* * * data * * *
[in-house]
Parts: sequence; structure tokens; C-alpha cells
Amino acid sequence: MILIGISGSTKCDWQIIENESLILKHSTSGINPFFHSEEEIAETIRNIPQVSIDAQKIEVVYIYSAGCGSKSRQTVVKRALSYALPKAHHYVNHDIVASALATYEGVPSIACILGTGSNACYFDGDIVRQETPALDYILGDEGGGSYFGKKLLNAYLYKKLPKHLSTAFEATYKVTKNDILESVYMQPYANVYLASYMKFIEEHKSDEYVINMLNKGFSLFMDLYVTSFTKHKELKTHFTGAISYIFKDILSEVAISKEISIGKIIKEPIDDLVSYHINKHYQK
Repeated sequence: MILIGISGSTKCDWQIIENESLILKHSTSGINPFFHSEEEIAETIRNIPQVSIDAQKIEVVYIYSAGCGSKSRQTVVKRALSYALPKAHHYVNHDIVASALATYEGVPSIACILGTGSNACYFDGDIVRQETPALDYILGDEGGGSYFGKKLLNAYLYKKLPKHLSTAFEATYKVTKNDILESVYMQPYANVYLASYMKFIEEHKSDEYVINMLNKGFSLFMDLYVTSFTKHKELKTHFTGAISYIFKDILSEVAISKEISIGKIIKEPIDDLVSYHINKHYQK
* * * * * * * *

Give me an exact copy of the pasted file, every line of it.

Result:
[in-house]
Parts: sequence; structure tokens; C-alpha cells
Amino acid sequence: MILIGISGSTKCDWQIIENESLILKHSTSGINPFFHSEEEIAETIRNIPQVSIDAQKIEVVYIYSAGCGSKSRQTVVKRALSYALPKAHHYVNHDIVASALATYEGVPSIACILGTGSNACYFDGDIVRQETPALDYILGDEGGGSYFGKKLLNAYLYKKLPKHLSTAFEATYKVTKNDILESVYMQPYANVYLASYMKFIEEHKSDEYVINMLNKGFSLFMDLYVTSFTKHKELKTHFTGAISYIFKDILSEVAISKEISIGKIIKEPIDDLVSYHINKHYQK
Repeated sequence: MILIGISGSTKCDWQIIENESLILKHSTSGINPFFHSEEEIAETIRNIPQVSIDAQKIEVVYIYSAGCGSKSRQTVVKRALSYALPKAHHYVNHDIVASALATYEGVPSIACILGTGSNACYFDGDIVRQETPALDYILGDEGGGSYFGKKLLNAYLYKKLPKHLSTAFEATYKVTKNDILESVYMQPYANVYLASYMKFIEEHKSDEYVINMLNKGFSLFMDLYVTSFTKHKELKTHFTGAISYIFKDILSEVAISKEISIGKIIKEPIDDLVSYHINKHYQK